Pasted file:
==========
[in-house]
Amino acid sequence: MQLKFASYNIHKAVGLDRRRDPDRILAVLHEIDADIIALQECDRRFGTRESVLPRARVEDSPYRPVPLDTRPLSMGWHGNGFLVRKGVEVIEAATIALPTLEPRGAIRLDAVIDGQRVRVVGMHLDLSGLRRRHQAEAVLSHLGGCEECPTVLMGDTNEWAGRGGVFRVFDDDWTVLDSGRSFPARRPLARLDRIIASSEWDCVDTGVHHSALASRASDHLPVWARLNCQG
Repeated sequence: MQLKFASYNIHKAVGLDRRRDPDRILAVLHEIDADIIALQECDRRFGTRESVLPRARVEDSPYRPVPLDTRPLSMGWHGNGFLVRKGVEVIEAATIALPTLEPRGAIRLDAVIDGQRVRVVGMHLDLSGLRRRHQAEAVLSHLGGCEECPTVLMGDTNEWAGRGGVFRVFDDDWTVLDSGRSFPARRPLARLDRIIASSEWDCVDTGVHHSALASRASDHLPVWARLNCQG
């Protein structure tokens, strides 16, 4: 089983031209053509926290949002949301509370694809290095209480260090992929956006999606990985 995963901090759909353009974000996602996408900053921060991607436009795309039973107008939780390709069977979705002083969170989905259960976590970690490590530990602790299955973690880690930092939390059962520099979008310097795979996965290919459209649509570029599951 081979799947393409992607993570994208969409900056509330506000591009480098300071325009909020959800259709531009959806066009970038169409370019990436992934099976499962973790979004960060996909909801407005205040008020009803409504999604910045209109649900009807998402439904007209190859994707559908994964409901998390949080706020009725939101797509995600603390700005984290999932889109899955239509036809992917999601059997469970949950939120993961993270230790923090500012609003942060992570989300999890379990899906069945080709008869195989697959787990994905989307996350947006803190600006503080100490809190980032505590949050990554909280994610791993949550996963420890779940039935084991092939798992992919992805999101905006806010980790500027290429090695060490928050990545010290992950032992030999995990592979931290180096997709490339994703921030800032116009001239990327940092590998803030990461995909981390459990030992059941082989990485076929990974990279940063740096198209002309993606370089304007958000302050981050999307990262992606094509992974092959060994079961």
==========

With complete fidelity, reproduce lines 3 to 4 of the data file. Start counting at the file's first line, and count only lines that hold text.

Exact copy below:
Repeated sequence: MQLKFASYNIHKAVGLDRRRDPDRILAVLHEIDADIIALQECDRRFGTRESVLPRARVEDSPYRPVPLDTRPLSMGWHGNGFLVRKGVEVIEAATIALPTLEPRGAIRLDAVIDGQRVRVVGMHLDLSGLRRRHQAEAVLSHLGGCEECPTVLMGDTNEWAGRGGVFRVFDDDWTVLDSGRSFPARRPLARLDRIIASSEWDCVDTGVHHSALASRASDHLPVWARLNCQG
């Protein structure tokens, strides 16, 4: 089983031209053509926290949002949301509370694809290095209480260090992929956006999606990985 995963901090759909353009974000996602996408900053921060991607436009795309039973107008939780390709069977979705002083969170989905259960976590970690490590530990602790299955973690880690930092939390059962520099979008310097795979996965290919459209649509570029599951 081979799947393409992607993570994208969409900056509330506000591009480098300071325009909020959800259709531009959806066009970038169409370019990436992934099976499962973790979004960060996909909801407005205040008020009803409504999604910045209109649900009807998402439904007209190859994707559908994964409901998390949080706020009725939101797509995600603390700005984290999932889109899955239509036809992917999601059997469970949950939120993961993270230790923090500012609003942060992570989300999890379990899906069945080709008869195989697959787990994905989307996350947006803190600006503080100490809190980032505590949050990554909280994610791993949550996963420890779940039935084991092939798992992919992805999101905006806010980790500027290429090695060490928050990545010290992950032992030999995990592979931290180096997709490339994703921030800032116009001239990327940092590998803030990461995909981390459990030992059941082989990485076929990974990279940063740096198209002309993606370089304007958000302050981050999307990262992606094509992974092959060994079961």